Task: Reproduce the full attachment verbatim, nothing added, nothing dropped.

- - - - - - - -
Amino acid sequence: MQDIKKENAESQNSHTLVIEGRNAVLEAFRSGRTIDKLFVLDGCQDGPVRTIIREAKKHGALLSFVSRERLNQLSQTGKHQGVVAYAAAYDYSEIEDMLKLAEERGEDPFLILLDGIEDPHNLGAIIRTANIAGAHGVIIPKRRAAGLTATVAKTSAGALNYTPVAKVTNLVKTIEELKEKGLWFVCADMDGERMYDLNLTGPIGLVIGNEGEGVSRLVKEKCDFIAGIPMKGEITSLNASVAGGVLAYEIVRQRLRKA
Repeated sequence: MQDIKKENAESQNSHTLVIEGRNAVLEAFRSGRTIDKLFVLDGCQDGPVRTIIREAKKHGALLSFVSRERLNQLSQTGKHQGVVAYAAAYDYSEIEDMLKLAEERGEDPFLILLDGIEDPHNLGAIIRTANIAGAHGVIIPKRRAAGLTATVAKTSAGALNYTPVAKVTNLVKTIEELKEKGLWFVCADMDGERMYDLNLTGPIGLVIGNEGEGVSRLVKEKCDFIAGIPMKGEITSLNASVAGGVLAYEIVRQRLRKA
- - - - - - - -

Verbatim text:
Amino acid sequence: MQDIKKENAESQNSHTLVIEGRNAVLEAFRSGRTIDKLFVLDGCQDGPVRTIIREAKKHGALLSFVSRERLNQLSQTGKHQGVVAYAAAYDYSEIEDMLKLAEERGEDPFLILLDGIEDPHNLGAIIRTANIAGAHGVIIPKRRAAGLTATVAKTSAGALNYTPVAKVTNLVKTIEELKEKGLWFVCADMDGERMYDLNLTGPIGLVIGNEGEGVSRLVKEKCDFIAGIPMKGEITSLNASVAGGVLAYEIVRQRLRKA
Repeated sequence: MQDIKKENAESQNSHTLVIEGRNAVLEAFRSGRTIDKLFVLDGCQDGPVRTIIREAKKHGALLSFVSRERLNQLSQTGKHQGVVAYAAAYDYSEIEDMLKLAEERGEDPFLILLDGIEDPHNLGAIIRTANIAGAHGVIIPKRRAAGLTATVAKTSAGALNYTPVAKVTNLVKTIEELKEKGLWFVCADMDGERMYDLNLTGPIGLVIGNEGEGVSRLVKEKCDFIAGIPMKGEITSLNASVAGGVLAYEIVRQRLRKA